Responsible For Taking Care Of Myself today:
The Fraud Section leads the Medicare Fraud Strike Force. Since its inception in March 2007, the Medicare Fraud Strike Force, which maintains 14 strike forces operating in 23 districts, has charged nearly 4,000 defendants who have collectively billed the Medicare program for more than $14 billion. In addition, the HHS Centers for Medicare & Medicaid Services, working in conjunction with the HHS-OIG, are taking steps to increase accountability and decrease the presence of fraudulent providers.
Responsible for Taking care of myself today:
Nearly 60% of caregivers work outside of the home. If you work outside the home and you're a caregiver, you may begin to feel overwhelmed. If you do, think about taking leave from your job for a period of time.
Did you know you could be responsible for your parents' unpaid bills? More than half of all states currently have laws making adult children financially responsible for their parents, including their long-term care costs. However, these laws are rarely enforced.
A living trust is another way for the person living with dementia to give instructions for how his or her estate should be handled upon death.Depending on state law and other individual circumstances, a living trust may allow an estate to avoid probate (the process used by the court to distribute the property of a person who has died). There may be tax implications for this step. The person who creates the trust (a grantor or trustor) appoints him- or herself (and possibly someone else) as trustee(s). If a single trustee is designated, the trust document should also specify a successor trustee, who will take over if the initial trustee is unable to serve due to incapacity or other reasons. A trustee is usually a person but may also be an institution, such as a bank. The trustee is responsible for carefully managing the assets of the trust.For more information on living trusts, consult a specialist, such as an elder law attorney or financial advisor.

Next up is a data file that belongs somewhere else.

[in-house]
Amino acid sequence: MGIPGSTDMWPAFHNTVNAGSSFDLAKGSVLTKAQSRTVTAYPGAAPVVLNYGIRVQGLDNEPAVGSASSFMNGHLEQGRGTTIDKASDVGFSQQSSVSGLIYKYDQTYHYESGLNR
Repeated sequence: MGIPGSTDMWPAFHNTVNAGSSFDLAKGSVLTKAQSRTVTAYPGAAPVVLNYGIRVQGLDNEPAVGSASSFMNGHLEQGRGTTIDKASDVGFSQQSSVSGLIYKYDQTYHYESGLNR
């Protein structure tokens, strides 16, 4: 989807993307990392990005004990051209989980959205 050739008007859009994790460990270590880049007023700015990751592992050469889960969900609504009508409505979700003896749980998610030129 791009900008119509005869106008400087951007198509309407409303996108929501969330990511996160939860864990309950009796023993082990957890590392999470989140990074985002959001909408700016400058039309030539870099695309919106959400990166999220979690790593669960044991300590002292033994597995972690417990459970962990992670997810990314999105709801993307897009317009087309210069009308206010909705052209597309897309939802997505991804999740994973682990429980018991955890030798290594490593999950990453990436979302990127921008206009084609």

A guardian or conservator is appointed by a court to make decisions about a person's care and property. Guardianship is generally considered when a person with dementia is no longer able to provide for his or her own care and either the family is unable to agree upon the type of care needed or there is no family.Acquiring guardianship takes time. It involves enlisting the help of an attorney and testifying in court for guardianship proceedings. Not only does a guardian make health care and financial decisions, a guardian also makes sure the person's day-to-day needs for safety, food, shelter and care are met. Guardians are responsible to and supervised by the court.The rules surrounding guardianship vary by state. Any family considering guardianship or conservatorship should consult with an elder care attorney familiar with the guardianship process in that state.